A total of 39 small businesses win first round of grants and equity from the European Innovation Council, while 36 more receive grants alone, with support totalling €278M
The European Innovation Council (EIC) announced its first round of ‘blended’ grant and equity investments, saying it will back 39 small tech companies, with the largest numbers in France and Israel.
Another 36 companies won grants alone, which the EIC has been providing since last year. The total value of the awards is €278 million, of which more than half is equity investment – spread across 20 countries, five of them outside the EU.
The awards are a milestone in the roll-out of the EIC, the new technology commercialisation body funded through the EU’s Horizon Europe research programme that has the European Commission acting as an equity investor for the first time. The EIC is still in pilot mode and will launch fully in 2021 with Horizon Europe, Horizon 2020’s successor. But the Commission hopes to have the EIC Fund, which will buy the equity, up and running by early next year.
France and Israel had the largest numbers – six each – of recipients of so-called ‘blended finance’, which is a mix of grants and equity investment. Israel, which participates in Horizon 2020 through an association agreement, was also home to the largest number of applicants for this round of support, which closed in October.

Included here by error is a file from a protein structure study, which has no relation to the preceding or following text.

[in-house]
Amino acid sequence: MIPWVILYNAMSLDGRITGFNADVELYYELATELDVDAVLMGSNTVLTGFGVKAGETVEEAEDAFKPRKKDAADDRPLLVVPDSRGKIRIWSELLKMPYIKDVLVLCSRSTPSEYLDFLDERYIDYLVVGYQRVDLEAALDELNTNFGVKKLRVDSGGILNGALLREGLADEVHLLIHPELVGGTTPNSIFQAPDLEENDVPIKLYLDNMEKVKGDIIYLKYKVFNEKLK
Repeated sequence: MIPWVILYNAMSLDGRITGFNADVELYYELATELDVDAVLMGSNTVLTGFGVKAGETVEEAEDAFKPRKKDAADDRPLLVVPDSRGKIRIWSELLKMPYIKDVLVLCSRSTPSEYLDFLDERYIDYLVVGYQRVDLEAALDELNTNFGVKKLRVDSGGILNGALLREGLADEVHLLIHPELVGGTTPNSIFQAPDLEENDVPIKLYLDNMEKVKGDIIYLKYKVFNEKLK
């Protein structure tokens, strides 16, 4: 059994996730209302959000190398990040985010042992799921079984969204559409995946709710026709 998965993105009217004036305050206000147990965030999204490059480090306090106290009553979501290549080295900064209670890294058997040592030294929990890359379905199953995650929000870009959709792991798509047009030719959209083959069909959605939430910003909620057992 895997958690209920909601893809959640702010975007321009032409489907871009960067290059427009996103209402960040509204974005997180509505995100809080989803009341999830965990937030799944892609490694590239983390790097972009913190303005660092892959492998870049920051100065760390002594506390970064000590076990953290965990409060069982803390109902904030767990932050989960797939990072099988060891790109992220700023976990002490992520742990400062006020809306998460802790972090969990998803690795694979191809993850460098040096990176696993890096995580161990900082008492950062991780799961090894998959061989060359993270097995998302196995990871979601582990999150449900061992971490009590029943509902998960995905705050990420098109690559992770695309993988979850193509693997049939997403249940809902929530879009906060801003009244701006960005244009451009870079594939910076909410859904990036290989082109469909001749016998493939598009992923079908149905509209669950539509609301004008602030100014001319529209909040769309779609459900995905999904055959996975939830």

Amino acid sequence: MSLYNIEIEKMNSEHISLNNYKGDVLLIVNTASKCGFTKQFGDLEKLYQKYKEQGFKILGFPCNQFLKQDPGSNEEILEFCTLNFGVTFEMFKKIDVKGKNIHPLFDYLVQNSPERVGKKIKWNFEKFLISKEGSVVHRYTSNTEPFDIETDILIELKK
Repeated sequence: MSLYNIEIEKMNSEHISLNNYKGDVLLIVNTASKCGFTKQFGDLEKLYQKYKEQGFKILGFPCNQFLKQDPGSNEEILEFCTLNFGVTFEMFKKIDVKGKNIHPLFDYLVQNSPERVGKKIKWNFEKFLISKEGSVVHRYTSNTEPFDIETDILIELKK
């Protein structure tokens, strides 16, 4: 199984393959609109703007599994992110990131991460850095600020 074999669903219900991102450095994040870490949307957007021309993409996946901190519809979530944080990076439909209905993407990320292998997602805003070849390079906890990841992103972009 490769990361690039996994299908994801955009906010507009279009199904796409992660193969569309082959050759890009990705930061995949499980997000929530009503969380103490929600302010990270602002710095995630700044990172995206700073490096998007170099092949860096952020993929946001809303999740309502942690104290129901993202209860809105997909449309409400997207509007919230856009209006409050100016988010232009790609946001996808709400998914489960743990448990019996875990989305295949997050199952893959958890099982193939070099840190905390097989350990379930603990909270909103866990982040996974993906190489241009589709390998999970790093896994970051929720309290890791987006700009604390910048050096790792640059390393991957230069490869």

Switzerland, another associated country, accounted for the largest share of grant-only recipients, with nine Swiss companies getting grant funding.
The commission said the prevalence of countries associated to Horizon 2020 “demonstrates the attractiveness” of the EIC and of working with the EU.
The blended finance recipients include S-Biomedic, a Belgian firm producing anti-acne cosmetics; Mybiotics Pharma, an Israeli business developing a system for delivery of personalised probiotics to prevent gut problems; and Orthox, a UK firm that uses silk to create medical implants for repairing cartilage damaged by osteoarthritis.
The equity investments range from €500,000 to €15 million each, and €3.67 million on average. The exact size of each share purchase will be made public once the equity agreements have been signed.
The EIC will seek stakes of between 10 and 25 per cent of the voting rights in each of the 39 companies, and private investors will also have the option to put in their own money alongside the EIC’s. The EIC will not get involved in determining the value of the companies receiving blended finance.